One thing I’ve done that has helped my life immensely is to hire a personal assistant. For the past year Keeley has performed all the tasks that are time sucks on my end: tracking sessions, doing some proofreading, keeping track of client’s birthdays, and other organizational shenanigans.
It allows me to focus more on the things that matter most: Netflix.
I do feel some people are quick to turn their nose up on menial jobs like cleaning bathrooms and such. If you’ve just opened, and overhead is high, why “waste” money on something that’ll take you 15 minutes to accomplish.
I know some gym owners – and successful ones at that – you still do their own painting, assemblage of equipment, as well as cleaning duties.
You’re not above it. If anything it builds character and more pride in the business.
But yeah, after awhile, getting some help is life-changing.
4. If you train 30 hours a week and you want your own place, plan on doubling that.
TG: When we opened up CSP, and for the first 1-2 years thereafter we’d all put in at least 10-12 hours per day, 6, sometimes 7 days per week.
It’s no fucking joke.
Please, don’t enamor yourself with the idea that gym ownership is the holy grail, top seat, in this industry.
There’s no secret club or handshake that you’re privy to once you own a gym. For many all it means is added debt and stress.
5. Social media matters. It’s a game that has to be played whether you like it or not.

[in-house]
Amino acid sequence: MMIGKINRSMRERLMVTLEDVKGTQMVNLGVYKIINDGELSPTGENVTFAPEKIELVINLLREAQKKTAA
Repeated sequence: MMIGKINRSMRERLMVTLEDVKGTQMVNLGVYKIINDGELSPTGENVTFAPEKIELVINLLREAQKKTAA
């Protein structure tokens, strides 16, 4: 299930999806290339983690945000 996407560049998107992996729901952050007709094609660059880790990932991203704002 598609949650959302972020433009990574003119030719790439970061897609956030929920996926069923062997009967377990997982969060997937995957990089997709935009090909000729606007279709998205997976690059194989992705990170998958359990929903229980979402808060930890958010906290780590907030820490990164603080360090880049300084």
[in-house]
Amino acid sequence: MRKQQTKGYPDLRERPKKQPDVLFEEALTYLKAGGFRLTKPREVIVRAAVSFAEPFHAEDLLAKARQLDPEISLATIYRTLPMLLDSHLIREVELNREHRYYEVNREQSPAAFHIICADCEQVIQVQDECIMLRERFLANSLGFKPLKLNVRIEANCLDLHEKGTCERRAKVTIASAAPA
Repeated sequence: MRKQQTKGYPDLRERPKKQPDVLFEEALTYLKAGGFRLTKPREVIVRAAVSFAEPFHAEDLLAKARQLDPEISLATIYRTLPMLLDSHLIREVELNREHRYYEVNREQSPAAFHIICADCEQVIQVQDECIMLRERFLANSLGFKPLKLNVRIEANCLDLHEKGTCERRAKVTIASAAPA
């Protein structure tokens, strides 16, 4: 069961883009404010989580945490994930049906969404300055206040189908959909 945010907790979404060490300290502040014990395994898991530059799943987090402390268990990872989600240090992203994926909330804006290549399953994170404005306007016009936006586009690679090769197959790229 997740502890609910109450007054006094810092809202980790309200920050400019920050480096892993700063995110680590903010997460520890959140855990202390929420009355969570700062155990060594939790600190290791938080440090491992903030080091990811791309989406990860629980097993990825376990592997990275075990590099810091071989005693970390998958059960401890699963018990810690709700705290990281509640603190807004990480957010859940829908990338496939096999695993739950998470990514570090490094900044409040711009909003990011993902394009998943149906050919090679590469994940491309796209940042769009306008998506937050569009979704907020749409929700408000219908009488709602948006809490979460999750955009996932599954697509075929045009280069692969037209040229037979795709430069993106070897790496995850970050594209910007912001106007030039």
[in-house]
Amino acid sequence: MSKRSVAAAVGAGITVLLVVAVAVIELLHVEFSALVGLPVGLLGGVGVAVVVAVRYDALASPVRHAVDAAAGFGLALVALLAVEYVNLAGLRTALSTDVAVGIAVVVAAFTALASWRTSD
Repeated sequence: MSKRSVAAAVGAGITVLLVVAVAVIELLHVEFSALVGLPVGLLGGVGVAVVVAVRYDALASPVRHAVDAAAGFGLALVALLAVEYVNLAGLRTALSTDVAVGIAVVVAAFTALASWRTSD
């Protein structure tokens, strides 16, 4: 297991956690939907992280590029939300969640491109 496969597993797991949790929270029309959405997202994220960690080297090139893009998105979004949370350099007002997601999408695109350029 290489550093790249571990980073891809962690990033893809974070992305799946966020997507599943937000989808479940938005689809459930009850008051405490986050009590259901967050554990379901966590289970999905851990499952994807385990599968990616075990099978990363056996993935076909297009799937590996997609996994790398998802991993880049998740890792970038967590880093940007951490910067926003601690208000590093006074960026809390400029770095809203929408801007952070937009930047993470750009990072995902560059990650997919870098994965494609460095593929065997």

TG: My tenets to social media:
- Engage with your audience. What’s the point of having it if you don’t take the time to answer questions and correspond with your followers?
- More times than not – and I understand this is tough given the current political and social climate – distancing yourself from political and religious commentary is best. NOTE: I actually had a new client confide in me that she left her previous trainer due to his proclivity at talking politics during sessions (and on social media). I’m not saying it’s wrong or that it should be avoided 100% of the time – I’ve dabbled in it occasionally – but everyone has to weigh the opportunity costs of doing so.
- The more you make it about YOUR CLIENTS and THEIR journey’s, the better.
- Share, share, share.
- Less selfies, more actionable content
- LOLCat memes are fair game though.
6. At first, train everyone. Eventually the energy vampires will leave and you will create a solid client base.
TG:I think this sage advice. I don’t want to touch it.
But I will anyways.
I’m lucky in that when I eventually decided to leave CSP and venture off on my own I had accrued 10+ years of experience and career capital. I had also developed enough of a name and reputation for myself via my writing that I could basically feed my Zod complex and people would just come to me.
Haha – just kidding.1